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Dorsal muscles of the foot

The muscles of the dorsum of the foot are a group of two muscles, which together represent the dorsal foot musculature. They are named extensor digitorum brevis and extensor hallucis brevis.

The muscles lie within a flat fascia on the dorsum of the foot (fascia dorsalis pedis) and are innervated by the deep fibular or peroneal nerve.

This article will discuss the origins, insertions, innervation, functions, and some clinical aspects about those two dorsal muscles of the foot.

Key facts about the dorsal muscles of the foot
Extensor digitorum brevis Origins: Superolateral surface of calcaneus bone
Insertions: Middle phalanges of toes 2-4
Innervation: Deep fibular/peroneal nerve (S1, S2)
Function: Distal interphalangeal joints 2-4: Toe extension
Extensor hallucis brevis Origins: Superolateral surface of calcaneus bone
Insertions: Proximal phalanx of great toe
Innervation: Deep fibular/peroneal nerve (S1, S2)
Function: Metatarsophalangeal joint 1: Toe extension
  1. Anatomy and supply
    1. Extensor digitorum brevis muscle 
    2. Extensor hallucis brevis muscle
    3. Dorsal fascia of the foot
  2. Function
  3. Clinical note
  4. Sources
+ Show all

Anatomy and supply

The muscle bellies of the dorsal muscles of the foot form the surface of the lateral dorsum of the foot. The deep fibular/peroneal nerve (L5-S1) is responsible for their innervation. 

Extensor digitorum brevis muscle 

The EDB originates at the superlateral surface of the calcaneus and divides into three muscle bellies whose tendons insert at the dorsal aponeurosis and the middle phalanges of the second to fourth toes.

Extensor hallucis brevis muscle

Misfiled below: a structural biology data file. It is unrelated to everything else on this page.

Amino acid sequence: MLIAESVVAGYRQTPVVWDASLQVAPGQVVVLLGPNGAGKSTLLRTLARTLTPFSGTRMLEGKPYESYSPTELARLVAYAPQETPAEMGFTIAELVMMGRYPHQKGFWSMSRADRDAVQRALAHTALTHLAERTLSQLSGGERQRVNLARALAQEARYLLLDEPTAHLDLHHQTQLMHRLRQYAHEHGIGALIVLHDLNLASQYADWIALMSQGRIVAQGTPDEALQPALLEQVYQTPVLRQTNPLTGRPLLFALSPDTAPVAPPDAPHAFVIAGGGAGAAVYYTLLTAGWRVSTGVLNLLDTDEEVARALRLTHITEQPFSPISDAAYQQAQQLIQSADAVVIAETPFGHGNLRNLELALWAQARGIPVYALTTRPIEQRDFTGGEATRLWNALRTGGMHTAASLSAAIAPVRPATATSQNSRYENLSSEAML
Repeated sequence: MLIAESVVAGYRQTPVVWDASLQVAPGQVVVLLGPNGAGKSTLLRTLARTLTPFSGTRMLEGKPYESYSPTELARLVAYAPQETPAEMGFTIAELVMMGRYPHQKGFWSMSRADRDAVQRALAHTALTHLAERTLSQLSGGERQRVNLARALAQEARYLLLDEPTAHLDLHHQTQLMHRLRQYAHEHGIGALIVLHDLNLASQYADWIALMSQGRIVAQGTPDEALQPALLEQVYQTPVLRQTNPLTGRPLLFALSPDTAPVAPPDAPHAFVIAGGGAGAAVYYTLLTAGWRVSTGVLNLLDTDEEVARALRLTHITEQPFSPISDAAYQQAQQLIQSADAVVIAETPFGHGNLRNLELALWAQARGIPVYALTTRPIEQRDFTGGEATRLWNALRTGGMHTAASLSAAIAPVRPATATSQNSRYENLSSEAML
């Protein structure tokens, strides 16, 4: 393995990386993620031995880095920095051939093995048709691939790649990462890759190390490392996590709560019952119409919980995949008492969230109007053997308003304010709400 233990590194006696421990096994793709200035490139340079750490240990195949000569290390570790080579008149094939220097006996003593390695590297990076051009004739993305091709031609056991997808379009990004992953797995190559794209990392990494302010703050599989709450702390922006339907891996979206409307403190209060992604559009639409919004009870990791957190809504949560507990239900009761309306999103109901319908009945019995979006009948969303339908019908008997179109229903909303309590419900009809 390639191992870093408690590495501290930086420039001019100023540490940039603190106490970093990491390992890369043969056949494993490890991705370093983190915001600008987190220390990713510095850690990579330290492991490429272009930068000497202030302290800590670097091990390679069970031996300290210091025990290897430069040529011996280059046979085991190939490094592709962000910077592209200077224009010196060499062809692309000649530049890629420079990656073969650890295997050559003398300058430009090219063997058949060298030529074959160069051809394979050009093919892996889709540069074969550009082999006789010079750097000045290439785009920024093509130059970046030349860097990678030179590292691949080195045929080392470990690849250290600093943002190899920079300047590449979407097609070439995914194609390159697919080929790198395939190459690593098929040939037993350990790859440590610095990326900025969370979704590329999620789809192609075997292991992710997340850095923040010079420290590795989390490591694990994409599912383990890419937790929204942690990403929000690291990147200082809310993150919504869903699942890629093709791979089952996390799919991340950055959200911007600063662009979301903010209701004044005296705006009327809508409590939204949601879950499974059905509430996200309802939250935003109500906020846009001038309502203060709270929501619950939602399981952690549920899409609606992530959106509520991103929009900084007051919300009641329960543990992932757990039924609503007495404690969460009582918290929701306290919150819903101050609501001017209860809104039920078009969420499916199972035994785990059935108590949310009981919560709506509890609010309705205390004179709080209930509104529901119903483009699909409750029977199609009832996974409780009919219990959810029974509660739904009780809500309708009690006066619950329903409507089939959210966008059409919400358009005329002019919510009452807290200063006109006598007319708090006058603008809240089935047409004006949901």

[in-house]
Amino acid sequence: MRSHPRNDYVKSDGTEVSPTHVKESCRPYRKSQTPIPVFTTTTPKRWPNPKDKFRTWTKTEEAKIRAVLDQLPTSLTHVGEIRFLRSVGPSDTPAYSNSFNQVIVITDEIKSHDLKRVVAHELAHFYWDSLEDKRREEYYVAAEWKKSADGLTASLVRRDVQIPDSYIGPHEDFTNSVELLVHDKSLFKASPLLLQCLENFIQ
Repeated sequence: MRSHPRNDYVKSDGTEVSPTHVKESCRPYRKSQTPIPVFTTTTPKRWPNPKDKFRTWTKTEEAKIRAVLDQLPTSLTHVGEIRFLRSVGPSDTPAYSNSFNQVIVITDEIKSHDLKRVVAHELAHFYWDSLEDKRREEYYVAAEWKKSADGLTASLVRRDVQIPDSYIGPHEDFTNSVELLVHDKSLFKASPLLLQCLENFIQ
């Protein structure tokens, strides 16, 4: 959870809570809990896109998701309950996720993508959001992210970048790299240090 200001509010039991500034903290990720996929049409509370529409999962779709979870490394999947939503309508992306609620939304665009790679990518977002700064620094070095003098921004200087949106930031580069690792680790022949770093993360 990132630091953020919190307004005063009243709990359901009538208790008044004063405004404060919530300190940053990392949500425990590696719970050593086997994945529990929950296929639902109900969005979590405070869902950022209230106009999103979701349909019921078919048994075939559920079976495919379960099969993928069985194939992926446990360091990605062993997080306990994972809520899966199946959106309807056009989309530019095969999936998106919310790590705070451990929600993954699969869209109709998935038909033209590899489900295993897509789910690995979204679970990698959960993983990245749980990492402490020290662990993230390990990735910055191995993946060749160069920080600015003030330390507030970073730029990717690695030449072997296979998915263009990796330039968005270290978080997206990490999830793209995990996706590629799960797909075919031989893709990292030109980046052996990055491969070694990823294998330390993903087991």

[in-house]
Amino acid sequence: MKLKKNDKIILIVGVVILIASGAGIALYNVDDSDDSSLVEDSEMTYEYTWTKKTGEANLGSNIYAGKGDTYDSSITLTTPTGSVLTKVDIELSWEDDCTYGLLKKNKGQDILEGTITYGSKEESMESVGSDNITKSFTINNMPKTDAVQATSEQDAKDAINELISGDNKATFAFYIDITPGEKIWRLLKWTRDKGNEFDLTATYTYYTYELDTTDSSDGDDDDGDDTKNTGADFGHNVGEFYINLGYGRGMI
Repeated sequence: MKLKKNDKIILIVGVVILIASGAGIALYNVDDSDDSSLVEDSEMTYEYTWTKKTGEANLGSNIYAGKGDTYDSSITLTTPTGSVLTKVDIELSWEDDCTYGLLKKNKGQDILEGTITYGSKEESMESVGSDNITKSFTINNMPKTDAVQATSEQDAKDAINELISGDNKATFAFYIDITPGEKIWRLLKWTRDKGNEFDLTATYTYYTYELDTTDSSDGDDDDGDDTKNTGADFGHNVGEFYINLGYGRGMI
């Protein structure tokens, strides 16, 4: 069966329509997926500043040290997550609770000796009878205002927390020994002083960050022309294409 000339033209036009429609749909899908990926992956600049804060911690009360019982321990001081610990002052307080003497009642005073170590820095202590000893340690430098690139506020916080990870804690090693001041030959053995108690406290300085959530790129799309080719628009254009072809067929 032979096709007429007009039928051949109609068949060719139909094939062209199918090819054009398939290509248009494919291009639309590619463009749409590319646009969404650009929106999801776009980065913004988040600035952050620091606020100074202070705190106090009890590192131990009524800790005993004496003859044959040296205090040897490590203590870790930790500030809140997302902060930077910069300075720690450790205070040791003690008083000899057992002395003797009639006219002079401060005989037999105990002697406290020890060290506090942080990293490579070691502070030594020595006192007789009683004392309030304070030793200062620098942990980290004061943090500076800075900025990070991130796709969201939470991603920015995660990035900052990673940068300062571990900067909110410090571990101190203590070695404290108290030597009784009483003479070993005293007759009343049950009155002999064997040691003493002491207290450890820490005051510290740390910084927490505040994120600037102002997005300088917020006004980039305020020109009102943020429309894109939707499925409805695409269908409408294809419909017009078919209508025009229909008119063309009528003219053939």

The EHB also originates at the superolateral surface of the calcaneus and inserts at the dorsal aponeurosis and proximal phalanx of the big toe.

Want to learn the dorsal muscles of the foot faster? Our lower limb muscle chart contains tables with the attachments, innervations and functions of every muscle. It's so easy to revise with! 

Dorsal fascia of the foot

The dorsal fascia of the foot is the continuation of the deep fascia of the leg (crural fascia).

Apart from the muscles of the dorsum of the foot, it incloses the tendons of the anterior muscles of the leg, the dorsalis pedis vessels (continuation of the anterior tibial artery) and branches of the deep peroneal nerve. In contrast the dorsal venous network (rete venosum dorsale pedis) lies above the fascia and is easily visible due to the relatively thin and low-fat skin.

For more details about the dorsal muscles of the foot, as well as other foot muscles, take a look at the following study unit:


The contraction of the extensor digitorum brevis muscle results in dorsiflexion, or hyperextension of the second to fourth toes, occuring at the metatarsophalangeal joints of the same digits. The extensor hallucis brevis muscle similarly causes dorsiflexion of the metatarsophalangeal joint of the big toe (MTP I).

Interestingly the dorsal foot muscles generally have no insertion at the little toe. This means that the little toe can only be extended by the extensor digitorum longus muscle only. The dorsal aponeurosis of the toes supports the effect of the dorsal foot muscles by redirecting the force line of their tendons to the longitudinal axis.

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